HTTP Protocols

This lesson discusses the HTTP protocols, its vulnerabilities, and their issues with client libraries.

What is HTTP?

REST with JSON over HTTP is the standard for services today. No matter what language or framework we use, it boils down to shipping some chunk of formatted, semantically meaningful text as an HTTP request and waiting for an HTTP response.

HTTP protocols vulnerability

Of course, all HTTP-based protocols use sockets, so they are vulnerable to all of the problems described previously. HTTP adds its own set of issues, mainly centered around the various client libraries.

Let’s consider some of the ways that such an integration point can harm the caller:

  • The provider may accept the TCP connection but never respond to the HTTP request.

  • The provider may accept the connection but not read the request. If the request body is large, it might fill up the provider’s TCP window. That causes the caller’s TCP buffers to fill, which will cause the socket write to block. In this case, even sending the request will never finish.

  • The provider may send back a response status the caller doesn’t know how to handle. Like “418 I’m a teapot.” Or more likely, “451 Resource censored.”

  • The provider may send back a response with a content type the caller doesn’t expect or know how to handle, such as a generic web server 404 page in HTML instead of a JSON response. In an especially pernicious example, the ISP may inject an HTML page when the DNS lookup fails.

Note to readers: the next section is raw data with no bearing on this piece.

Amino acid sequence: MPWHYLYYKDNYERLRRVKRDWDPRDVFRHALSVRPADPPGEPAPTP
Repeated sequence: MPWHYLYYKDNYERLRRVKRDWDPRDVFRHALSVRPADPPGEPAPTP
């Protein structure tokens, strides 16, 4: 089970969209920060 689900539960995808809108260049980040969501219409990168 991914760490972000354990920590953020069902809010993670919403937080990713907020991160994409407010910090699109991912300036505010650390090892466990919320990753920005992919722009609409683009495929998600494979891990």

• The provider may claim to be sending JSON but actually sending plain text. Or kernel binaries. Or another unrecognized message.

Client libraries

Use a client library that allows fine-grain control over timeouts including both the connection timeout and read timeout and response handling.

We recommend you avoid client libraries that try to map responses directly into domain objects. Instead, treat a response as data until we’ve confirmed it meets our expectations. It’s just text in maps (also known as dictionaries) and lists until you decide what to extract. We’ll revisit this theme in the Security chapter.

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